Resultant problems with the rounded shoulder position are further complicated by the increased kyphotic curve which typically results in an increased cervical lordosis which is maintained by the increased facilitation or activation of the sternocleidomastoid muscle, as well as the suboccipital muscles. (Along with that, you will also typically find an inhibition of the deep neck flexors.)

Because of this master-slave relationship between these muscle groups, the agonist and antagonist, treating for the weakened antagonist is usually less effective because of the neurologic inhibition placed on these muscles. Therefore, before the patient trains these muscles, there should be an adequate and biomechanically safe stretching of the hyperactive musculature.

I would like to emphasize the stretching involved should be biomechanically sound in its approach. Stretching fads as well as jazzercise and aerobic activity sometimes produce high stresses with long levers over many joints and this can result in more problems than the original muscular imbalance.

Many examples of poor stretching techniques are seen in popular exercise videotapes or exercise manuals. These stretches fail to take into account the possibility of increased or decreased lordotic curves or cervical spine problems, a situation that as chiropractic physicians we should be aware of when advising patients to stretch.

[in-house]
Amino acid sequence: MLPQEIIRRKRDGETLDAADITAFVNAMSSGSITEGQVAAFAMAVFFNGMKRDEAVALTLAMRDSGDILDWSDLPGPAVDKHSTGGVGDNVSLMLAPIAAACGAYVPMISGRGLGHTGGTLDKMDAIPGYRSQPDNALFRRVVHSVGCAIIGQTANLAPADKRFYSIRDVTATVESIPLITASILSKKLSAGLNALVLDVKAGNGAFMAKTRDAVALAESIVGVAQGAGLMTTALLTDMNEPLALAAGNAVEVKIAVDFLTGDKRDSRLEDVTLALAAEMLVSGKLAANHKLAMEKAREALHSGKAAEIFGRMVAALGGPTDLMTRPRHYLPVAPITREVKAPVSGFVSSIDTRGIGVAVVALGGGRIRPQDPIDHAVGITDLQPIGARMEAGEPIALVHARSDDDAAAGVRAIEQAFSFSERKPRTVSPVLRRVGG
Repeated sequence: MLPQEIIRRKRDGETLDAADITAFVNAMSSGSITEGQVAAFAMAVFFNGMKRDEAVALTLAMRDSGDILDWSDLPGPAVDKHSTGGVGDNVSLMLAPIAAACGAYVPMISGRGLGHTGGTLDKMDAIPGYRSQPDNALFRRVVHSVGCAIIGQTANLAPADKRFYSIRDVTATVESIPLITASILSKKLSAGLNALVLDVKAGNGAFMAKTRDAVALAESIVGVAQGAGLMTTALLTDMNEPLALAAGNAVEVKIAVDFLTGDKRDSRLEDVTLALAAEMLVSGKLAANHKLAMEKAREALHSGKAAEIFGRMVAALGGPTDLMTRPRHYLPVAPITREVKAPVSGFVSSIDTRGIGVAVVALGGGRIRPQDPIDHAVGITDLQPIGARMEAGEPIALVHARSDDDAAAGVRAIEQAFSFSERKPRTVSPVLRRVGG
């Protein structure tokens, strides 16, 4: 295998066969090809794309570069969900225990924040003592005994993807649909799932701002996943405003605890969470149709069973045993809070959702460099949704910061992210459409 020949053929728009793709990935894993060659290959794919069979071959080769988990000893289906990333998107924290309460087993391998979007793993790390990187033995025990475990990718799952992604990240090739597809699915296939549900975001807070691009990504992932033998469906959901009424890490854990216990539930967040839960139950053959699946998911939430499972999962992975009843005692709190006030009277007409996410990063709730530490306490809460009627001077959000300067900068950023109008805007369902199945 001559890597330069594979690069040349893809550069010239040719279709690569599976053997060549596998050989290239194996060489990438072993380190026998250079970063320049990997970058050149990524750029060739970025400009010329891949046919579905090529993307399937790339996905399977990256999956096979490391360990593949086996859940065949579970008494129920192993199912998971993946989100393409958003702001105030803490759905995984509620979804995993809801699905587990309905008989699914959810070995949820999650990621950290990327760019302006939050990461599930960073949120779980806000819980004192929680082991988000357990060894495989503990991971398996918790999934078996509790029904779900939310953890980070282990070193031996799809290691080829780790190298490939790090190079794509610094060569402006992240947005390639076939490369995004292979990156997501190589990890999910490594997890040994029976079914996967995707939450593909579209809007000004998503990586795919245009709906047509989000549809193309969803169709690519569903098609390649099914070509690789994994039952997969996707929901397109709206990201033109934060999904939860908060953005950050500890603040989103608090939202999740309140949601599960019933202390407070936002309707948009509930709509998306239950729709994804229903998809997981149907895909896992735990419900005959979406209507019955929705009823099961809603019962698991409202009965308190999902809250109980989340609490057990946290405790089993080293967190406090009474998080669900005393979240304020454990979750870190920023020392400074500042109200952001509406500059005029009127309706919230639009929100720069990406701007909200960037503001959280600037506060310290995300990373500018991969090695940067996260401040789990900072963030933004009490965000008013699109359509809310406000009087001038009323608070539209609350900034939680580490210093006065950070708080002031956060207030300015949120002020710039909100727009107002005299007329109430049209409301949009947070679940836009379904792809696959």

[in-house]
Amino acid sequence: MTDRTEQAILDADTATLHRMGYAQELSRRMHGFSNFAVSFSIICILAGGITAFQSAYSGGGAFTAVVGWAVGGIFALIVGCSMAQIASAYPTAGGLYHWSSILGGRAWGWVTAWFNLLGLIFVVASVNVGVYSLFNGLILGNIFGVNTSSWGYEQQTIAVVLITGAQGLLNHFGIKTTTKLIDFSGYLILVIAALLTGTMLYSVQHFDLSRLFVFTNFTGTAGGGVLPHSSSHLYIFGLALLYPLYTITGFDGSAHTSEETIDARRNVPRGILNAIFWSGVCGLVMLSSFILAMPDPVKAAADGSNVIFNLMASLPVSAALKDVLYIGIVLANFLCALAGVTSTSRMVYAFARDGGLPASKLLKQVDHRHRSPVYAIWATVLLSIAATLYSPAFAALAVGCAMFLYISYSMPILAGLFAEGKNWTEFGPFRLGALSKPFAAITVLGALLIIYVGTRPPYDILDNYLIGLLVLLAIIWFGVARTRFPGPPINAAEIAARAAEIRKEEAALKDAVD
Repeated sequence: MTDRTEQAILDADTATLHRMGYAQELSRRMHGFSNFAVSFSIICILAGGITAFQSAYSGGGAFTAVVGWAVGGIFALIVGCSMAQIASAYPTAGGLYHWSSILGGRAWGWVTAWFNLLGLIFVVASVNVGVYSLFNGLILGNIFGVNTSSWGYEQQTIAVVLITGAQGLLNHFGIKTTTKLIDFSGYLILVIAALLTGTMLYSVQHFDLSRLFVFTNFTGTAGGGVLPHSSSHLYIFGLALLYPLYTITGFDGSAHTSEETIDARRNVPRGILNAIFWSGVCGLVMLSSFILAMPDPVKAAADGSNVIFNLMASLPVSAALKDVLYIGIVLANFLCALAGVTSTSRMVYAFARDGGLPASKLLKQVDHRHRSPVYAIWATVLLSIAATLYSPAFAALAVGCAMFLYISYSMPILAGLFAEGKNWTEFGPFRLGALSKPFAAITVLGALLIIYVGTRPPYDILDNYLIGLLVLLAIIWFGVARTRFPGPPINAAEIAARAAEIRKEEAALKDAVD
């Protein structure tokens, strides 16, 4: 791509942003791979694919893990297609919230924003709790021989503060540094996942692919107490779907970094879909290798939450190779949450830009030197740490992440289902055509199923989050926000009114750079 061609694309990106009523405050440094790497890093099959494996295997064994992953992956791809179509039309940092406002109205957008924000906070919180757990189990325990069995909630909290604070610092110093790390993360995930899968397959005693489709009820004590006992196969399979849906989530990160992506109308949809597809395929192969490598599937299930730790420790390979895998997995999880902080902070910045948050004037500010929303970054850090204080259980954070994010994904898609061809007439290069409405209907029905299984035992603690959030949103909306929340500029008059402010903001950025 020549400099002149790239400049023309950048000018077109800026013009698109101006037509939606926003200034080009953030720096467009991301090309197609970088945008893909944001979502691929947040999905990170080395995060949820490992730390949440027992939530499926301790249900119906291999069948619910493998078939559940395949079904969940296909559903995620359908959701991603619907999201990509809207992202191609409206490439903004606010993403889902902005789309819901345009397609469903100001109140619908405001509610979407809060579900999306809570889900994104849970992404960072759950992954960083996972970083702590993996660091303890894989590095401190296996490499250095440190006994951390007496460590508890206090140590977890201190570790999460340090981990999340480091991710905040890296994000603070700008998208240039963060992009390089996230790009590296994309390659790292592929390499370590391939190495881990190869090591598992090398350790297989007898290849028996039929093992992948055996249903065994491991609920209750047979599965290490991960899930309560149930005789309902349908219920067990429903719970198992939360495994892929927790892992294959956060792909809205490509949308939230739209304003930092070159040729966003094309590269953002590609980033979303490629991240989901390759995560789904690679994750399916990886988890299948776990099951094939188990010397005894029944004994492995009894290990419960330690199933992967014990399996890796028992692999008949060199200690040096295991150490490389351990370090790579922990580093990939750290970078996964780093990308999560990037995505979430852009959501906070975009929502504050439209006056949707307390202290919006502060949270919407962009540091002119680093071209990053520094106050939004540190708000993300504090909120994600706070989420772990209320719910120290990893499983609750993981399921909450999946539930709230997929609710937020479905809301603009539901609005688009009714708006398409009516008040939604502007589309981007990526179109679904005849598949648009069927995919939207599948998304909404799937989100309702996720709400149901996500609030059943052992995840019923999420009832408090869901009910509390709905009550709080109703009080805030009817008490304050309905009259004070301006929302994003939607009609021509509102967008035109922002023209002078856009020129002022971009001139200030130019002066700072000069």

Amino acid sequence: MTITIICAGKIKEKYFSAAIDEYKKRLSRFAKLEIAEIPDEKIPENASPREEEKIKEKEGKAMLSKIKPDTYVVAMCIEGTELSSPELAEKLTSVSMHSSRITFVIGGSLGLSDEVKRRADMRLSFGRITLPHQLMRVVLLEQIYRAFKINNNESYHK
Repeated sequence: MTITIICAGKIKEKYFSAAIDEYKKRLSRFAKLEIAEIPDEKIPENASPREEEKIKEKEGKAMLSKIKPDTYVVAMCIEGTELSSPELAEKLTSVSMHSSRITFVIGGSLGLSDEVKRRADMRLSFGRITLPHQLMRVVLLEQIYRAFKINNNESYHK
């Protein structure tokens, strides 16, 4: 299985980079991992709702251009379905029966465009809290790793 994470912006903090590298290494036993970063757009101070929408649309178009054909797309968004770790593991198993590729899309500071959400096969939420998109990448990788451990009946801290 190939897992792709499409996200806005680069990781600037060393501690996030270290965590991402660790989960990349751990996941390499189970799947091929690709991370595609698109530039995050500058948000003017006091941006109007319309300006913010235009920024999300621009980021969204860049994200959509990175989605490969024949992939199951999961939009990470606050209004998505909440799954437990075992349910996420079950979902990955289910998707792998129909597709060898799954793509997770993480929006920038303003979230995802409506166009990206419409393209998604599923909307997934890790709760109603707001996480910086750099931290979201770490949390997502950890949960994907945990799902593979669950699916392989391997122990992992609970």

Therapeutic muscle stretching (TMS) is a form of safe stretching which maximizes the efficiency of the stretch while minimizing the possible damage which might result from an improper stretch. TMS uses basic neurologic reflexes. After a maximal isometric contraction there is a proportional relaxation; agonist and antagonist have a reciprocal inhibition phenomenon when one or the other is contracted.

In performing TMS on patients, the doctor takes into full account the soft tissue and osseous structures that are being possibly compromised and makes every effort to keep the stretch only within the area of the muscle tissue.

In observing people stretching before a running event, you will see many examples of people stretching more of their anterior hip capsule and less of their quadriceps; more their low back and less of their hamstrings.

Using TMS, the doctor guides the patient through the proper contract-relax sequence to achieve a maximum stretch to the muscular tissue. Once these muscle tissues have been stretched, it is more likely that the weaker tissues, the antagonist, will receive less of an inhibitory influence and thus be facilitated and further strengthened by an exercise program.

Clearly all of our patients' postural problems cannot be addressed by muscle stretching. However, a very large percentage of our patients' problems are the result of musculature imbalance, and through the proper application of therapeutic muscle stretching the imbalance can be resolved and the patients' posture has a greater likelihood of becoming a permanent change instead of a temporal phenomenon.

Joseph A. Cimino, D.C.
Portland, Oregon